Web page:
Friday, 26 September 2014

Dries Van Noten Spring 2015 - Ophelia inspired

Dries Van Noten's Spring 2015 Collection, which he showed at the Paris Fashion Week on Wednesday, was inspired by Ophelia, the Pre-Raphaelite painting by John Everett Millais and Shakespeare's A Midsummer Night's Dream. This was Dries at his best. If you are a lover of textiles be prepared to have your textile heart beating faster! I just knew Dries would show us something wonderful this week; it was hanging in the air, almost a tangible feeling. If I had the luxury of unlimited budget I would probably buy all the shirts, blouses and tops. Not everyone can afford designer clothes so let's hope the copycats will be inspired by Dries and we will all be wearing colours and pattern on pattern next spring. The models walked on a forest carpet, which was created specially for this show, and other Dries Van Noten events around the world, by the Argentinean artist Alexandra Kehayoglou - see a short video of the carpet in making.
If the show was a stylist's triumph, layering the infinite gorgeous possibilities of color, pattern, and weight into persuasively coherent outfits, the foundation of it all was Van Noten's roots in Antwerp, a city where merchants once brought the world's most sumptuous exotica to market. (Tim Blanks)
Van Noten also mentioned A Midsummer Night's Dream as a reference. The gossamer lightness and gilded fabrics loaned a fairy-tale element. Colors were deep and muted, as if illuminated by sunlight filtered through trees. There were dreamy intangibles, like the dresses made from tiers of chiffon floating from the thinnest straps, a twig of gold clasping the model's throat. (Tim Blanks)

Occasionally the styling was such that garments that I really liked were hidden underneath others, like the colourful and striped long blouse above.
I had to include this photo of Dries. I love that look on his face, a blend of shyness and a feeling of pride, I guess. Below you see the models sitting on the carpet after the show, before Dries stepped out.
I had to finish this post by showing you the painting, Ophelia, 1851–2, oil on canvas by Sir John Everett Millais (1829–1896), that inspired the collection, so you could see its colours and also see how they are identical to the colours of the carpet. The painting depicts a scene from Shakespeare's Hamlet, Act IV, Scene vii, in which Ophelia drowns herself in a stream.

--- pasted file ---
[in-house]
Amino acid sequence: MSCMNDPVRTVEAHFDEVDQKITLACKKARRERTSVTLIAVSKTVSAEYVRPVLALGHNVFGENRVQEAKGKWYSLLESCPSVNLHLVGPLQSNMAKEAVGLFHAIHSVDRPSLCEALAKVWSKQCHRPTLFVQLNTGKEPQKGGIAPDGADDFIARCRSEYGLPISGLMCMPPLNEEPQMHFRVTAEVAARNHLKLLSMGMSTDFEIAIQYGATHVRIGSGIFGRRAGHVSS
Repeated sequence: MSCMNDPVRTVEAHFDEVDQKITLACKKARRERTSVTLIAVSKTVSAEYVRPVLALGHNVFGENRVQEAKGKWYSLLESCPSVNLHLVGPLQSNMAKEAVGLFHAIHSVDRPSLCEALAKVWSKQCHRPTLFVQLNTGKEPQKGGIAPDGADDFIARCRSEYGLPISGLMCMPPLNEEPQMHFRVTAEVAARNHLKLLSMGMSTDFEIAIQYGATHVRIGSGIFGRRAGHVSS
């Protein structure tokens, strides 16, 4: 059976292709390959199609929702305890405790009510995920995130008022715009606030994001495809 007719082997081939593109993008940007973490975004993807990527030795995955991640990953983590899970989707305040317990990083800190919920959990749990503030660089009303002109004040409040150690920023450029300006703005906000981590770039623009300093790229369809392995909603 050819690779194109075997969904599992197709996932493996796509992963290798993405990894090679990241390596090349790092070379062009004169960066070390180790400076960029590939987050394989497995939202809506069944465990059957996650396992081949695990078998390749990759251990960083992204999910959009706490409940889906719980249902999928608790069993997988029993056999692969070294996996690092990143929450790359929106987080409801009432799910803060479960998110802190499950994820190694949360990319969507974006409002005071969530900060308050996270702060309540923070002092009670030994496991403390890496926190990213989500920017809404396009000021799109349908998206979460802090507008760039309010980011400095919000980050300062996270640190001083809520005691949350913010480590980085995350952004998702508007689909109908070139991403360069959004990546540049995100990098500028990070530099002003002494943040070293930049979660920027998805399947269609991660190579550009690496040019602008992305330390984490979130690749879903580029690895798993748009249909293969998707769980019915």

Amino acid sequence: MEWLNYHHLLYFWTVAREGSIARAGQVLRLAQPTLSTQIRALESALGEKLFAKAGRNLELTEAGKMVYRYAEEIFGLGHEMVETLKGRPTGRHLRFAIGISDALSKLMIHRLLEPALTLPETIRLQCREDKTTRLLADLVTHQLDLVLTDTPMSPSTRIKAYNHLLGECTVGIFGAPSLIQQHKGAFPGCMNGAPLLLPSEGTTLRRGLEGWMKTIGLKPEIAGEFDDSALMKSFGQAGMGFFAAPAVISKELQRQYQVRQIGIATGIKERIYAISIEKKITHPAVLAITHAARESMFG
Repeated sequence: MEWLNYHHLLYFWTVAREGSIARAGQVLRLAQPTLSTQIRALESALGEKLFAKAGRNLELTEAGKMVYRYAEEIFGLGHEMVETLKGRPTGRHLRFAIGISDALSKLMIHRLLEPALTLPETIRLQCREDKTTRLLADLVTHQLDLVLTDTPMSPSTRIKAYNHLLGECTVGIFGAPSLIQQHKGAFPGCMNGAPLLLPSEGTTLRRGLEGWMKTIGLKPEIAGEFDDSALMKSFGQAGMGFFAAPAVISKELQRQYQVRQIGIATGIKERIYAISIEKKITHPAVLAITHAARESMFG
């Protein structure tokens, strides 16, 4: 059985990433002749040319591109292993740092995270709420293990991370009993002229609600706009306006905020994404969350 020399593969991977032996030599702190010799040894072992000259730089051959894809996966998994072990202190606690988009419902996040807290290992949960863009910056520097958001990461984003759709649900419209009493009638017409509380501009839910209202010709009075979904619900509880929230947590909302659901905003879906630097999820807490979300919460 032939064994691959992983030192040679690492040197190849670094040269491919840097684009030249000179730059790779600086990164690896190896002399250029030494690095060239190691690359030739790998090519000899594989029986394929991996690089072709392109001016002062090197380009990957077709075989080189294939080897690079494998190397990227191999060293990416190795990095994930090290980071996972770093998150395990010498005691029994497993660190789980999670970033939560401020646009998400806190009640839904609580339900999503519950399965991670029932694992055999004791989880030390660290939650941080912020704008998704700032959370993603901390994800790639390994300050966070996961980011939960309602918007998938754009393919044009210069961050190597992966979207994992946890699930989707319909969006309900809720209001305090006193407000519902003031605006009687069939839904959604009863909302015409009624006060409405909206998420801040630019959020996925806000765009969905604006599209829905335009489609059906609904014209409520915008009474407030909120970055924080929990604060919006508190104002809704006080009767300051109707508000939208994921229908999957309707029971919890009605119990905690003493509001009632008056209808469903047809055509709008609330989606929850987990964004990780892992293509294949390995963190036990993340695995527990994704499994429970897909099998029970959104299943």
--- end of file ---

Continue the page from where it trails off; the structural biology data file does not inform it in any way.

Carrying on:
This is the display caption at Tate:
This is the drowning Ophelia from Shakespeare’s play Hamlet. Picking flowers she slips and falls into a stream. Mad with grief after her father’s murder by Hamlet, her lover, she allows herself to die. The flowers she holds are symbolic: the poppy means death, daisies innocence and pansies love in vain.The painting was regarded in its day as one of the most accurate and elaborate studies of nature ever made. The background was painted from life by the Hogsmill river in Surrey. Elizabeth Siddal posed for Ophelia in a bath of water kept warm by lamps underneath.

Dries, you're the master!

photo credit:
1-14: Dries Van Noten Spring 2015 via | 15: Sir John Everett Millais, Bt, Ophelia, 1851–2, oil on canvas, Tate


  1. I read somewhere that he had to wipe a tear from his eye at the applause he received at the end of the show! Gosh, it was great. That carpet is amazing! I think my favourite would have to be those brocades- there is an 'apple' weave somewhere in the midst on a blouson jacket and longer line one also which is just magic! He is a master that Dries. Enjoy your weekend Lisa:)

    1. Helen, I bet that story is true! The show gave me goose pimples and I still haven't taken in all the details!

  2. Beautiful, beautiful, beautiful! Dries van Noten is the designer who's made me look differently at prints, he is a master (we all agree on that :)) especially when it comes to a mélange of colours and textures. This is what fashion is about, I kept telling myself as I was viewing the collection, and just as you say, I don't even think I have taken in all the details.


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